I finally thought I’d see what all the fuss was about Netflicks so I’m currently using my free months trial. Looks like slim pickin’s to be honest but there a few films on there I wanted to watch on release, didn’t get round to and then forgot they existed. 50/50 from 2011 is one of those films.
I remember seeing the trailer for this and thinking, I really like Joseph Gordon-Levitt and Seth Rogan but I can’t see how a cancer comedy could be funny? Surely that’s an oxymoron!! Well that’s what 50/50 is, Gordon Levitt’s character Adam finds out that he has cancer at the age of 26, the story follows how he deals with the disease along with his friends and family. His best friend being Kyle played by Seth Rogan. I really liked these two as a pair, they bounced off each other quite naturally and had some really funny banter between them. It seemed to me that these characters had been friends since childhood, although they worked together they didn’t seem to have that much in common in adulthood – it would have been good to learn more of the background and foundation of their friendship during the film. It was fine without it though as the story concentrated solely on the present, and the stages of Adam’s condition.
Seth Rogan probably plays one of my favourite roles of his in this film. He doesn’t over shadow the lead – he is genuinely funny and less loud and irritating as can sometimes be the case. Rogan is playing the same character he usually does, the funny man who comes across as incredibly selfish but is actually a lovable and loyal friend. I don’t mind though because I really like this character and am happy to watch him do what he does best.
Bryce Dallas Howard plays the role of Adam’s girlfriend Rachael, who when finding out about his cancer is too scared to leave him. She tries to do the right thing but is completely over whelmed. Although I think the audience was supposed to hate Rachael, as Kyle does so vividly, I actually felt sorry for her as she wanted to be a better person but obviously didn’t feel strongly enough for Adam to side line her own life in order to care for him. Understandable really, but she doesn’t go about it in a very classy way. Therefore earning the giant bitch stamp.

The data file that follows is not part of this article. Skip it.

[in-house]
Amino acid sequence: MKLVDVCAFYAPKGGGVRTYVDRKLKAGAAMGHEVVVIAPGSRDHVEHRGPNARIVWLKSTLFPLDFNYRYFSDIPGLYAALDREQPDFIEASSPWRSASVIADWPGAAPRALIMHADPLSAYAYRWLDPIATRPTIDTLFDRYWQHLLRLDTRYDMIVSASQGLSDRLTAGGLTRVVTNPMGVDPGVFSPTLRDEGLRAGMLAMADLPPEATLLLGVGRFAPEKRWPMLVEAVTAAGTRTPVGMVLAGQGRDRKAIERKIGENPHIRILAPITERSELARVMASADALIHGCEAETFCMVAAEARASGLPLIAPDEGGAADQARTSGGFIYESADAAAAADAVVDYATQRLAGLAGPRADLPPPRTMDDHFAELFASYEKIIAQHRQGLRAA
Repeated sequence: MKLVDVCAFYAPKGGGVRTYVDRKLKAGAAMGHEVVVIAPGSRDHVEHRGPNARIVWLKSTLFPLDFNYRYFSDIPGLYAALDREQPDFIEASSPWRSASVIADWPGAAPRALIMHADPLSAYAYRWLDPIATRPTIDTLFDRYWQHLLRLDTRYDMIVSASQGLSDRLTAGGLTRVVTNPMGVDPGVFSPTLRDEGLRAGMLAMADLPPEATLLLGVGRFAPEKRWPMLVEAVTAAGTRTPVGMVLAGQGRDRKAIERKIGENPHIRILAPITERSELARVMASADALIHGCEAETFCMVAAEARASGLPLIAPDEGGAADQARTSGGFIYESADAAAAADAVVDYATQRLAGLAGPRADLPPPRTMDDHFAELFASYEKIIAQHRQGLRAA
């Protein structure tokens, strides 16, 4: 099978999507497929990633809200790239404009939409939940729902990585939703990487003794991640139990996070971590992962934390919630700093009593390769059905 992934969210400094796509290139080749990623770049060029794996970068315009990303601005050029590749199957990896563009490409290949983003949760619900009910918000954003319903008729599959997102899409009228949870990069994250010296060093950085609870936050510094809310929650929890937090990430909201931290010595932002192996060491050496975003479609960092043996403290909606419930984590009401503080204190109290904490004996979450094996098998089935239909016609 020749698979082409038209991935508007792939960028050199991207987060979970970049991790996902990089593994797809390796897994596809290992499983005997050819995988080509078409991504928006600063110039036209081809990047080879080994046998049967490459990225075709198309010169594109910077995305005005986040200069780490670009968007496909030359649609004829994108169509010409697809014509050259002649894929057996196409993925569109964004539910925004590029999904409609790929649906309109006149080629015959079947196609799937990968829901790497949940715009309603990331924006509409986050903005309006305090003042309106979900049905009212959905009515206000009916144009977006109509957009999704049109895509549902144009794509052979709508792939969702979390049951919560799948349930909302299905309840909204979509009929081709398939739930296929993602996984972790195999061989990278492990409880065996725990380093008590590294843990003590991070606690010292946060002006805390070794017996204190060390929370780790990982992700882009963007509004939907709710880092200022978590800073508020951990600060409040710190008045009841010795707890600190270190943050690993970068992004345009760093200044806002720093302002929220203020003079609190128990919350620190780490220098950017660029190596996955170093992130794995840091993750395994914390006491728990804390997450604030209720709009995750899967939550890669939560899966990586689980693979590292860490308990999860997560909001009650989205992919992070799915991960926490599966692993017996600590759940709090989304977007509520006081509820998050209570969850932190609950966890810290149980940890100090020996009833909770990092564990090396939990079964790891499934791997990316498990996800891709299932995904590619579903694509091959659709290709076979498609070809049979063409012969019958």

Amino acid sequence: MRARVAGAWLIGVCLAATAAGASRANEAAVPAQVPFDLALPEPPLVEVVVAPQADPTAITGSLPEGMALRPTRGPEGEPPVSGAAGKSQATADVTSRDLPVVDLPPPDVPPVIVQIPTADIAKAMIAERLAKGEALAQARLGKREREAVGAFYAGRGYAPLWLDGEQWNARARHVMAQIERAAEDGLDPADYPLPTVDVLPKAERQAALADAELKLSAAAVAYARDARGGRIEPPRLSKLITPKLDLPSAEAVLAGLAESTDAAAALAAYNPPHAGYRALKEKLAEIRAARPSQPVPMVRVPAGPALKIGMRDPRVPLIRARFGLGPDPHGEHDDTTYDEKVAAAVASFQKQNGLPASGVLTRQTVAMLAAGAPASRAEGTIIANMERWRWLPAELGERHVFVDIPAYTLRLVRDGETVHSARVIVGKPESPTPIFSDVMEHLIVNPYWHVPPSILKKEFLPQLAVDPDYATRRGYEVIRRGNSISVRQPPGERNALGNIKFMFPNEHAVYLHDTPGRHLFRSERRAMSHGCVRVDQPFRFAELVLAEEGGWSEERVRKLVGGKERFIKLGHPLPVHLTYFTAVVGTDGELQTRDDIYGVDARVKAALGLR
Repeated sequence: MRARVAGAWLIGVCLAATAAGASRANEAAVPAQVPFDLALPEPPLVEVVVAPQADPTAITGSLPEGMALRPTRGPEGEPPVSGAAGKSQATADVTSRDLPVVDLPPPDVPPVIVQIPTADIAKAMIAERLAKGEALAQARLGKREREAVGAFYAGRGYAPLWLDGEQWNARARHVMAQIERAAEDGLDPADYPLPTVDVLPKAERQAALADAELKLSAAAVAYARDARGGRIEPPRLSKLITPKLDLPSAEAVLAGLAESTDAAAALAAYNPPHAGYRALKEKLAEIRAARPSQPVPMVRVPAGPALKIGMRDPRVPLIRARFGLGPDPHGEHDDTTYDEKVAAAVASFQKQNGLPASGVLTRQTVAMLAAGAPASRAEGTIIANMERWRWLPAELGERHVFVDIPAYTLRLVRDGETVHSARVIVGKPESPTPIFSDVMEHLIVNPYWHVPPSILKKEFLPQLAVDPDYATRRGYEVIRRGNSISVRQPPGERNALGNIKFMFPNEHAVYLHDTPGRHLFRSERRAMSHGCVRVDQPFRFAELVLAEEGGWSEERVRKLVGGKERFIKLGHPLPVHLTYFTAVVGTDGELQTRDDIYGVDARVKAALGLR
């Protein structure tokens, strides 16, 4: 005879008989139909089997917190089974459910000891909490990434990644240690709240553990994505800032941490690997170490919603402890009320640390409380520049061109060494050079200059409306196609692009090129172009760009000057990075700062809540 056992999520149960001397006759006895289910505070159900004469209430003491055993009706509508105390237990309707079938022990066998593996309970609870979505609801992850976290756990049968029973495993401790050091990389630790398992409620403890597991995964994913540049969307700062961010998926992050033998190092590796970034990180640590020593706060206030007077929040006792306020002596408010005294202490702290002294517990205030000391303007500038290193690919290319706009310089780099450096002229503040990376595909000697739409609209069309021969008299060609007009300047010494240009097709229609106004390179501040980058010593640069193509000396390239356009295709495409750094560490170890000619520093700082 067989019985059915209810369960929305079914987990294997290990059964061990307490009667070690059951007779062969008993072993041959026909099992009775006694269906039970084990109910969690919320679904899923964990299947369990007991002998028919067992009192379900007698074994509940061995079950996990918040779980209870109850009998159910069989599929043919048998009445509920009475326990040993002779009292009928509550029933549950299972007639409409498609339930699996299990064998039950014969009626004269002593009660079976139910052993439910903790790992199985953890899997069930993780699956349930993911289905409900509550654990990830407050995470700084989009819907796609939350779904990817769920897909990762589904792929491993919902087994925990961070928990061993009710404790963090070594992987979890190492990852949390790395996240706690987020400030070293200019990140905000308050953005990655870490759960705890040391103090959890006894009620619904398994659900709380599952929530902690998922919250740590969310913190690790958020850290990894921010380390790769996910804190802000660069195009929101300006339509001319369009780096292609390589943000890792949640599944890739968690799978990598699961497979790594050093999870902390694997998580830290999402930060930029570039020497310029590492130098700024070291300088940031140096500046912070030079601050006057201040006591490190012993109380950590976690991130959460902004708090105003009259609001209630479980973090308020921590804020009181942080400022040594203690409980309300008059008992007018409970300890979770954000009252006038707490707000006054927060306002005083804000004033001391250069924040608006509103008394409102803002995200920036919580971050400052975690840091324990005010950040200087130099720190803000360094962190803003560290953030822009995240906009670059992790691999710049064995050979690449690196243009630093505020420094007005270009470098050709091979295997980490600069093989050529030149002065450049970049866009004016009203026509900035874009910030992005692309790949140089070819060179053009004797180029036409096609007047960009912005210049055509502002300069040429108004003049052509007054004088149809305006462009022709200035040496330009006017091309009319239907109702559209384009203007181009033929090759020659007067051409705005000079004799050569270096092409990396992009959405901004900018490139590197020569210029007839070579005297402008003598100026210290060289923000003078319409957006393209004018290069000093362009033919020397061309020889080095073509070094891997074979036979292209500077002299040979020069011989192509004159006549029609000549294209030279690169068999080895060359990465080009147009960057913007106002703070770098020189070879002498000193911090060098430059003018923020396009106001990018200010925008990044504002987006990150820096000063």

Adam’s mother is played by Anjelica Huston. An over-bearing, smothering woman with a kind heart, already taking full time care of Adam’s father (Serge Houde) who suffers with very progressive alzheimer’s. Unfortunately due to her over-bearing nature Adam pushes her away when he is diagnosed, but this makes for a very heart warming scene in the Doctor’s office when he finally lets her in. I really liked this family dynamic, although a very sad state of affairs for the family – the developing relationship between Adam and his Mother, even his Father by the end of the film was very enjoyable to watch and beefed up the story line.
50/50 showed the medical staff in all lights, particularly the side many of us have experienced when the Doctor is dismissive and inhumanly detached. But also the warm kind side in Anna Kendrick’s character Katherine. I loved Kendrick in this film (as usual), she has that quirky charm and witty sarcasm that makes her strangely appealing. As Adam’s therapist in training there are a lot of awkward scenes in the beginning, but as they get to know each other you can see the characters getting rather attached to each other even under such inappropriate, stressful conditions. I really enjoyed Kendrick and Gordon-Levitt’s chemistry together.
Joseph Gordon-Levitt must have been a little apprehensive or at least nervous about playing this role. Get it wrong and the film could be wildly offensive. However he plays the role very sympathetically, and doesn’t over-do the ‘woe is me’ attitude that could be expected from some one in his situation. Adam’s character is funny, lovable and just seemingly normal – a person who is easy to relate to which makes the film hard to watch in places. I shed a tear when Adam has an episode in the car, the bursting anger that came out of Gordon-Levitt in this scene took me completely by surprise. Also before Adam goes in for surgery, you can see the fear in him and his parents which tugs very hard at the heart strings.
If you enjoy Joseph Gordan-Levitt then this is a very indulgent film as he is pretty much in every scene. I’d say it’s light on the comedy, considering the subject matter this works to the films advantage – but it does make you chuckle often. Mainly due to Kenrick and Rogan’s natural wit, and the exchanges between Adam and his dialysis buddy’s in the hospital (including Philip Baker Hall who I recognised as old man Walt from Modern Family). It is also sad and heart breaking at the same time but not so tragic that you will be blubbering the whole way through (i.e. when watching Never Let Me Go, eesh that’s a tear jerker). 60% comedy 20% romantic and 20% depressing! All in all a pretty good film!!
On a side note – is it me or is the film volume on Netflicks very low?! I know my laptop’s volume can go higher than the maximum on the films volume control. At points I could barely hear what Gordon-Levitt was saying. Obviously no trouble with Rogan’s booming voice! But it did make watching uncomfortable as I needed the laptop as close to my face as possible.
Also not impressed with the film selection, it keeps telling me to watch every French movie it has just because I watch Amélie (which you can read my review of here by the way!). I don’t think I will be signing up after my free trial!